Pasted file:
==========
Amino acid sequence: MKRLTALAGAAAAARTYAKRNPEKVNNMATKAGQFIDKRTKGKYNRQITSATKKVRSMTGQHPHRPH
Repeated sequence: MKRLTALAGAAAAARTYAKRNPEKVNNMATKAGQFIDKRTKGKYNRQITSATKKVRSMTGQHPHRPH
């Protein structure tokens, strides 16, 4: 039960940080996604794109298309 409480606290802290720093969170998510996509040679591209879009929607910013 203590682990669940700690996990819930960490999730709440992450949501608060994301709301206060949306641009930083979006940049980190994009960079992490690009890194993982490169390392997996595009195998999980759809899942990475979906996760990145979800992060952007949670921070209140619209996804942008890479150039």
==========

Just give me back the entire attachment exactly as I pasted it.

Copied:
Amino acid sequence: MKRLTALAGAAAAARTYAKRNPEKVNNMATKAGQFIDKRTKGKYNRQITSATKKVRSMTGQHPHRPH
Repeated sequence: MKRLTALAGAAAAARTYAKRNPEKVNNMATKAGQFIDKRTKGKYNRQITSATKKVRSMTGQHPHRPH
């Protein structure tokens, strides 16, 4: 039960940080996604794109298309 409480606290802290720093969170998510996509040679591209879009929607910013 203590682990669940700690996990819930960490999730709440992450949501608060994301709301206060949306641009930083979006940049980190994009960079992490690009890194993982490169390392997996595009195998999980759809899942990475979906996760990145979800992060952007949670921070209140619209996804942008890479150039």